Three recent developments with respect to therapy with non-steroidal anti-inflammatory drugs (NSAIDs) are the identification of two isoenzymes of cyclooxygenase (COX-1 and COX-2), the development of NO-NSAIDs, and the availability of low-dose over-the-counter (OTC) NSAIDs.
COX-1 products mainly have a physiologically regulating and protective effect, while COX-2 products result in inflammation.
There is initial enthousiasm for selective COX-2 antagonists with respect to the gastrointestinal adverse reactions. However, recent animal data indicate that high doses of COX-2 antagonists are usually necessary to obtain an adequate anti-inflammatory effect, which doses also antagonize COX-1.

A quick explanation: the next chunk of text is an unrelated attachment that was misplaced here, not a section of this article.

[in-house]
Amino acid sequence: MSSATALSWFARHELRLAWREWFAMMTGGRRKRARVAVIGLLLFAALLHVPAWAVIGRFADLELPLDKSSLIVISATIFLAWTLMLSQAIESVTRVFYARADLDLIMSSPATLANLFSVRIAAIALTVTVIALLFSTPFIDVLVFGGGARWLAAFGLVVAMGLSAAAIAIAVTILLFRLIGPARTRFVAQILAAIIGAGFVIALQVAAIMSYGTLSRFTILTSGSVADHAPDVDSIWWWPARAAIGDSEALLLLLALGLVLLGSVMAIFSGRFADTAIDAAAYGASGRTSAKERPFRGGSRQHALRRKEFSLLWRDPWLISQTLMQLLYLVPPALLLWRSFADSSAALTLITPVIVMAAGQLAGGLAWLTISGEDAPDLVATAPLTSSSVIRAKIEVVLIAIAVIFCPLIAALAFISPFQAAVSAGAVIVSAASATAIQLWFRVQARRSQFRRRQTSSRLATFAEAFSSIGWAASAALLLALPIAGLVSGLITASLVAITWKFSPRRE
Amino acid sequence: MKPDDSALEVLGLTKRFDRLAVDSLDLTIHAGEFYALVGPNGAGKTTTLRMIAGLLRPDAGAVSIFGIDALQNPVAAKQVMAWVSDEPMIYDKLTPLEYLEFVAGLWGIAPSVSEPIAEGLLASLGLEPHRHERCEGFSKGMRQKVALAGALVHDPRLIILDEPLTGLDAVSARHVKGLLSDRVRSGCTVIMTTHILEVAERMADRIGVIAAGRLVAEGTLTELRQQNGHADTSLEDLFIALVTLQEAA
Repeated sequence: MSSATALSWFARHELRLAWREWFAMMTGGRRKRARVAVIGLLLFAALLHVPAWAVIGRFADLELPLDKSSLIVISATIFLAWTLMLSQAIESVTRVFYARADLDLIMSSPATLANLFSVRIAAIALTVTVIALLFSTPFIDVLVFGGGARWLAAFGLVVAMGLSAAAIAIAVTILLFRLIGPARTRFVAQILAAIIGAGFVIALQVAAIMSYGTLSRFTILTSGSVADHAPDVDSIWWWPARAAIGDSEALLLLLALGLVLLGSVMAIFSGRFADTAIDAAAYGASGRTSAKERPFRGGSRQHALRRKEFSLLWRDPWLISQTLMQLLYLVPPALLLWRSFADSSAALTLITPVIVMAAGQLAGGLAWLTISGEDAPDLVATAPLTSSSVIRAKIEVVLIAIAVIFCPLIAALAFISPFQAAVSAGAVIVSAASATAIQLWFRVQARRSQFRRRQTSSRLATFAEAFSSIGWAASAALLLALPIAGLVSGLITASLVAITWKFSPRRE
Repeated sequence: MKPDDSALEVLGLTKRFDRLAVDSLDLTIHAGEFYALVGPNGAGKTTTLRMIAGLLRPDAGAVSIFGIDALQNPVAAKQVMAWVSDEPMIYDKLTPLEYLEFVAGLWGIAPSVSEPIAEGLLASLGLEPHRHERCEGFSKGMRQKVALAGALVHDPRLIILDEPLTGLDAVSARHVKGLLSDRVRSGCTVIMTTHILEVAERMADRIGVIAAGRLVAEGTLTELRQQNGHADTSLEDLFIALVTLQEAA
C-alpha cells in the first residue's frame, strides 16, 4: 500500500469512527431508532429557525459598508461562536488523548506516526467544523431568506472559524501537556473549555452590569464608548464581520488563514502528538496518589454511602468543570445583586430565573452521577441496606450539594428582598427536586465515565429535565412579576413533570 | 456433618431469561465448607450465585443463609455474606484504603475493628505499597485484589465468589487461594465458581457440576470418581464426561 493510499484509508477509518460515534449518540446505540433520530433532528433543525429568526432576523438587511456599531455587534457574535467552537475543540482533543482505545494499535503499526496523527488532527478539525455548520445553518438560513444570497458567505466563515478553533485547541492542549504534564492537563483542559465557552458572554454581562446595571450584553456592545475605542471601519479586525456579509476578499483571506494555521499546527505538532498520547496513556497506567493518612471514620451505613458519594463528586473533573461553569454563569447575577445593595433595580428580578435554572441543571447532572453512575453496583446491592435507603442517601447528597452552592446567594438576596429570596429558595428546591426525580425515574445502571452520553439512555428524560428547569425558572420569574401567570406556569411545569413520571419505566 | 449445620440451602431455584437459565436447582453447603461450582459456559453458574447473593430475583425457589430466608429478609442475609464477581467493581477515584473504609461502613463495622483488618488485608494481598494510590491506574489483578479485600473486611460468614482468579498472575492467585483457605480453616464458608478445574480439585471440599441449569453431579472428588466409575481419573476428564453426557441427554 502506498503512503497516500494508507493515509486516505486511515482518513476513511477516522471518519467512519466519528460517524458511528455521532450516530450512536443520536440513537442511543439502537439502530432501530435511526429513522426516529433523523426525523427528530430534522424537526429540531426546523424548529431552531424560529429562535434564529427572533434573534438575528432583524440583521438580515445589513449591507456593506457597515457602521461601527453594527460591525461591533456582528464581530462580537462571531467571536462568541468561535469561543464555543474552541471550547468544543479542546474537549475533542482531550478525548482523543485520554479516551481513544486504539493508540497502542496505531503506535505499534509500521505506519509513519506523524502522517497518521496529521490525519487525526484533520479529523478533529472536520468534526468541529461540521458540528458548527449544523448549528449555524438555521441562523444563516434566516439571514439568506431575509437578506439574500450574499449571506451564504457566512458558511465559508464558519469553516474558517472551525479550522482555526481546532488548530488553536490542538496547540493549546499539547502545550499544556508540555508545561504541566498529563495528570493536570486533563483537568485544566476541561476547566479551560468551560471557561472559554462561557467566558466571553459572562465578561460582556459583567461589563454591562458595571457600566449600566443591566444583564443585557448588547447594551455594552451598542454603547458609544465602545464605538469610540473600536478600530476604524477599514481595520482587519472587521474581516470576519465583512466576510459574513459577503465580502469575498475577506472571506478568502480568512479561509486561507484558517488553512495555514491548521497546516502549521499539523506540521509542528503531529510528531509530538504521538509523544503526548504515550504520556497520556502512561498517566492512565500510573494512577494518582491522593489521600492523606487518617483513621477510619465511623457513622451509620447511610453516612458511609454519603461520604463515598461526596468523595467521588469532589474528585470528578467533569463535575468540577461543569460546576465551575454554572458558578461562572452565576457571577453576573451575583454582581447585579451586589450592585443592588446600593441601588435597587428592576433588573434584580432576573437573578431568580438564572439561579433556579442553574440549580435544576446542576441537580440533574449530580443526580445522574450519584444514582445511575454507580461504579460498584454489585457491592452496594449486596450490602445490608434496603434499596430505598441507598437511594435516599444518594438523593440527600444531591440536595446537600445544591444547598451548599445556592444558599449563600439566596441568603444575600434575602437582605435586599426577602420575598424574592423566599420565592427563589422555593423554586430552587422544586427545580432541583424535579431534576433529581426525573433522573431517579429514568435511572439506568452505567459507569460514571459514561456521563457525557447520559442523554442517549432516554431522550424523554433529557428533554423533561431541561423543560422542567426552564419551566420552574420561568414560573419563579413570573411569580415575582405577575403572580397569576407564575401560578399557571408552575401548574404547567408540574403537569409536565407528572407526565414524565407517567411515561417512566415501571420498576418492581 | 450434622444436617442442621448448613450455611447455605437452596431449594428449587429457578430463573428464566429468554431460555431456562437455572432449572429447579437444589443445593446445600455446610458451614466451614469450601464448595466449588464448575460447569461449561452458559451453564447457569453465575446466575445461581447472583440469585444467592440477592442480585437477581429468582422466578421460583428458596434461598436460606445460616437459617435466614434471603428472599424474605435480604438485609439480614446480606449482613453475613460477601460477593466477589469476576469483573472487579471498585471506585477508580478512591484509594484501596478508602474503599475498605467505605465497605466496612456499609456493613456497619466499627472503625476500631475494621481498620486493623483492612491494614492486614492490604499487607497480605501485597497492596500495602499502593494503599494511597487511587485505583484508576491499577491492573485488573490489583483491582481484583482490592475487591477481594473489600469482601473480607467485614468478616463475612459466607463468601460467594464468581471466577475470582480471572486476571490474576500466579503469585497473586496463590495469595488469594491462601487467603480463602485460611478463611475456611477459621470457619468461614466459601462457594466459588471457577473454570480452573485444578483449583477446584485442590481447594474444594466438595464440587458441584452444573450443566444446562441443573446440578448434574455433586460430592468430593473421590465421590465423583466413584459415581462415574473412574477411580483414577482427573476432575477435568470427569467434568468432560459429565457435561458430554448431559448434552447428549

The development of NO-NSAIDs is also promising. These drugs release NO which may protect the local microvasculature. However, there is as yet hardly any practical experience with these drugs.
OTC use of low-dose NSAIDs is increasing. As far as is now known, the overall risk is low because of the lower dose used. Nevertheless, the usual contra-indications should be kept in mind, such as age over 60 years, a prior history of peptic ulcers, co-morbidity, and concurrent treatment with other NSAIDs or anticoagulants.